The quickest way to describe Men in Black: International (2019) is to call it a Marvel film that’s more allergic to sincerity and features worse acting. Chris Hemsworth and Tessa Thompson are both fine actors, but here the former (when not doing action scenes) is reduced to his Ghostbusters (2016) shtick, and the latter coasts along on a broad and blunt comedic performance. They do provide a handful of the obligatory GIF-able moments though, so mission accomplished!
The script (by Art Marcum and Matt Holloway) is almost entirely unoriginal but the execution, helmed by F. Gary Gray, is highly polished. This is the second summer tentpole this year for both the use of Marrakesh as a location (after John Wick: Chapter 3—Parabellum (2019)—Orientalism anyone?) and for the appearance of a sentient cloud of energy that plays a key role in the plot (after Dark Phoenix (2019)).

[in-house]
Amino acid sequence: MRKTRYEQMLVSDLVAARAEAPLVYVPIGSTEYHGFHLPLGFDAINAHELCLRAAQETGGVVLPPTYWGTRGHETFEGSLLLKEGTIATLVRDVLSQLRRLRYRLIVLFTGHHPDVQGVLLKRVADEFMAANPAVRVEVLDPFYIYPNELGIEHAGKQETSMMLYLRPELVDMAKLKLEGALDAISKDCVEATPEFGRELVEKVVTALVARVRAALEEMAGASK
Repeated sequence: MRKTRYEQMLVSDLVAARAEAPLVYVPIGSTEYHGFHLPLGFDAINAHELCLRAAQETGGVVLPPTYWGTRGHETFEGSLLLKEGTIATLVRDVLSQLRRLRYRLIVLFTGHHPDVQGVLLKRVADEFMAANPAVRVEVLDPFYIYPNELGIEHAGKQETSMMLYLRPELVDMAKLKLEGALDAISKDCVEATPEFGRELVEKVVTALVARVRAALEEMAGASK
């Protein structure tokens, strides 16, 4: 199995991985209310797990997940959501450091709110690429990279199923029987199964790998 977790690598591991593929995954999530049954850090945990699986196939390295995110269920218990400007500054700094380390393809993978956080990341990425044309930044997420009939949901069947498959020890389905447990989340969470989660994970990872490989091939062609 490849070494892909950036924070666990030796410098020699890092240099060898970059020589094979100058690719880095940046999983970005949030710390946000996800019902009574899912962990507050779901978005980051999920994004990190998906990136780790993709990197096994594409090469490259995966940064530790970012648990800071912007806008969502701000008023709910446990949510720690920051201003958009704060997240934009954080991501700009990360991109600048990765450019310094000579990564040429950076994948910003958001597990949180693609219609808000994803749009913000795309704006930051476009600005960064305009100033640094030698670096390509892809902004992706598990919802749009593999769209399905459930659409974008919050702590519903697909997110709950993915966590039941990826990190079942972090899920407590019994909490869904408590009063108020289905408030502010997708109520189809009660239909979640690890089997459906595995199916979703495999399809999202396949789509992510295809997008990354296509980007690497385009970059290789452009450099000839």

But what really gets me is how functional everything is. Not only is the film essentially a series of set pieces haphazardly strung together, even the stray details prove to be important foreshadowing, almost every single one. The whole thing runs like clockwork, with nothing unexpected, nothing to provoke strong emotion, as if the film is self-aware and wants to clearly demarcate for you the separate realms of escapist film and real life. Nothing sticks in the mind, because nothing sticks out at all.